Despite police protestations to the contrary, hate crime is often regarded as less serious than many other offences, which can mean that vital evidence is not gathered in a timely way and that victims are not treated sensitively and appropriately. Without key evidence, such as CCTV, the likelihood of cases reaching the courtroom is unlikely.

Negative experiences at the hands of police may also be amplified for victims with intersecting identities, such as race or disability, with the “ideal victim” trope perpetuating in the minds of both officers and civilians. Would a black trans woman in a miniskirt reporting misogyny and a white cis woman wearing a suit be treated in the same way? This may be a crude comparison, but it’s the kind I’ve witnessed, and my experience of the CJS leaves me sceptical.

People also need to be aware of the likely outcome of such a report and educated on what actually qualifies as a hate crime. Out of 181 reports over the two year pilot, only a single charge has been brought, while 107 reports were recorded as hate incidents – when an incident fails to meet the threshold for a criminal offence.

And, somewhat confusingly, a person can’t be charged with a hate crime, even if their behaviour stems from prejudice or hate. In most cases, the “hate” element is an aggravating factor attached to an existing offence, such as a public order offence or common assault.

It’s also vital to acknowledge that police statistics are only the tip of a much larger iceberg.

Underreporting, particularly from people who are suspicious or mistrustful of police, such as people of colour, sex workers, LGBT+ people, travellers, people with disabilities and refugees, must also be considered. A fear of not being believed or taken seriously; concern that it might exacerbate the situation or result in further harassment; feelings of shame or guilt about an incident; a belief that what happened did not constitute a crime or that it was pointless to report; worries that a victim may be accused of “asking for it”; or simply that the frequency of the harassment is such that it has become normalised, are all factors that may prevent someone from reporting.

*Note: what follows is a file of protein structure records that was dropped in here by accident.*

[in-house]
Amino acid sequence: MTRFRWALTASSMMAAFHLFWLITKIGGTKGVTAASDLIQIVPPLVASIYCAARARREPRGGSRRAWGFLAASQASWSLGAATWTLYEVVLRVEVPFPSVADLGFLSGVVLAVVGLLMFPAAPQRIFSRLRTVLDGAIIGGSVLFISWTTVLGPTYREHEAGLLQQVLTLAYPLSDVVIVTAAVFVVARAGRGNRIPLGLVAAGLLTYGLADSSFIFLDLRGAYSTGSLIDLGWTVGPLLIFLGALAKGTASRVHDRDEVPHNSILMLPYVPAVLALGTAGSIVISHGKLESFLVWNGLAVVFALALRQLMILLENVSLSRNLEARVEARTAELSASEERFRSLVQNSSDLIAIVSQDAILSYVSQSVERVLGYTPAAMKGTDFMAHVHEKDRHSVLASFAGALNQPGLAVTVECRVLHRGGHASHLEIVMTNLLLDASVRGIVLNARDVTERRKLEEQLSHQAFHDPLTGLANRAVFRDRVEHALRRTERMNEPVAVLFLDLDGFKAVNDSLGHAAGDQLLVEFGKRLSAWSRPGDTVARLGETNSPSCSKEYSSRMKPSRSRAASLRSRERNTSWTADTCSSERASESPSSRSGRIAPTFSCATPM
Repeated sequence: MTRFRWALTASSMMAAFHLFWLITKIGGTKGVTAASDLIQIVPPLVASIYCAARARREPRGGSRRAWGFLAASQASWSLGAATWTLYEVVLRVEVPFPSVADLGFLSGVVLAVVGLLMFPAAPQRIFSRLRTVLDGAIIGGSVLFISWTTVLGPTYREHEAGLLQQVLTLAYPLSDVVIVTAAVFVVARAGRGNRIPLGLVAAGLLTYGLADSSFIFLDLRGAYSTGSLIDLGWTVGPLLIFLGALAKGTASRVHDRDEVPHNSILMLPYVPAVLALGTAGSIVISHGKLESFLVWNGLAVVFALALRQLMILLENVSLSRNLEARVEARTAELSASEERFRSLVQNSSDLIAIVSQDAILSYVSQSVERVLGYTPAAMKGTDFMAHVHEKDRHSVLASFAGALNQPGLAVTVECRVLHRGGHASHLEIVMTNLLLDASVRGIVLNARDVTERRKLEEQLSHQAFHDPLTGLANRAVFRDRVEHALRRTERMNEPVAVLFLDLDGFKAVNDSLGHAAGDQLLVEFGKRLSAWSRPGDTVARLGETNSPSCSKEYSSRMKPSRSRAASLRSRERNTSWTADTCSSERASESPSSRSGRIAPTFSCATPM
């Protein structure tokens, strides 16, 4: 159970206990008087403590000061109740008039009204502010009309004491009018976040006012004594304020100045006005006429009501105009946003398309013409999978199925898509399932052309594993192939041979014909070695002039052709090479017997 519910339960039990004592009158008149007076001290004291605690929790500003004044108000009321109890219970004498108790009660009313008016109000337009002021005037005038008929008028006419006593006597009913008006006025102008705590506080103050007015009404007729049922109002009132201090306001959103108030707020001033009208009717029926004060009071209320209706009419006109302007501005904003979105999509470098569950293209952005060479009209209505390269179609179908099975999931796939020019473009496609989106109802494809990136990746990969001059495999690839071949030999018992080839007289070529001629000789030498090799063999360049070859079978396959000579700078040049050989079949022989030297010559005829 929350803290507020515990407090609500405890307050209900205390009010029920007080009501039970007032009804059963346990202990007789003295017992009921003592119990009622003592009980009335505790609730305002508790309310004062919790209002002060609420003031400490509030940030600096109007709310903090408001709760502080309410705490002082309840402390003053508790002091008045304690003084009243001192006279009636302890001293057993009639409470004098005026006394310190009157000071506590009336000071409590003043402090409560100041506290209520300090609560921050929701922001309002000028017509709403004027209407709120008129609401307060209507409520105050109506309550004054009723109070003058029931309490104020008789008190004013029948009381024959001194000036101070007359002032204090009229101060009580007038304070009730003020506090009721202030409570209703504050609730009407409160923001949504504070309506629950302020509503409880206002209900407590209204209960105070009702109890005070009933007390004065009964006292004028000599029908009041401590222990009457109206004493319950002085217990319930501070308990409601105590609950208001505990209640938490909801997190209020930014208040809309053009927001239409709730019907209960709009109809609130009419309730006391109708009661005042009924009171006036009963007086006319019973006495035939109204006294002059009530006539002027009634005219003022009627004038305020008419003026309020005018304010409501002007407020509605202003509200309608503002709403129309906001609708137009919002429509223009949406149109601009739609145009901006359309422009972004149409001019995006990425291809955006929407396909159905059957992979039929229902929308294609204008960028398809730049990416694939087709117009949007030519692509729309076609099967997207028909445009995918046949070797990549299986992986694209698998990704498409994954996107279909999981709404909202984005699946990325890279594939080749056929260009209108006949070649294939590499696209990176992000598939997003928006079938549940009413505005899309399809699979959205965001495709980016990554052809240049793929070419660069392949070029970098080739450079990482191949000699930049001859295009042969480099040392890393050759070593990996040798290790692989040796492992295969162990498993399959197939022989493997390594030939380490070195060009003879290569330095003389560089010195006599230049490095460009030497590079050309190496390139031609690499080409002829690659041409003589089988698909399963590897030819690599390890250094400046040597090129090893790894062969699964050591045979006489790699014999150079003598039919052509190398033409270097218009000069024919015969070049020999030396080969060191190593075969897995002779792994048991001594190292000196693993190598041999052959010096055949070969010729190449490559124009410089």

There’s also a wider discussion about sentencing and whether restorative justice or an educational perpetrator programme may be more effective in preventing further offences than a small fine which, depending on the offence, may be the most likely outcome a perpetrator might expect. Society and our heaving CJS would benefit immeasurably if children and young people were educated about healthy relationships and consent, something that Justine Greening proposed last year and which is being rolled out this current academic year.

The number of women who have reported feeling intimidated or targeted because of their gender is not insignificant – a study conducted in 2016 revealed that 85 per cent of young women had experienced sexual harassment in public places and almost half had experienced unwanted sexual touching – and the extent to which such behaviour has become normalised in society is disturbing.

Reporting hate crime sends a message that such behaviour is unacceptable, enables professionals to understand the scale of the problem and direct resources accordingly, and may prevent a perpetrator from further offending. For this to happen, however, both the police and public must understand what it is and what support is available.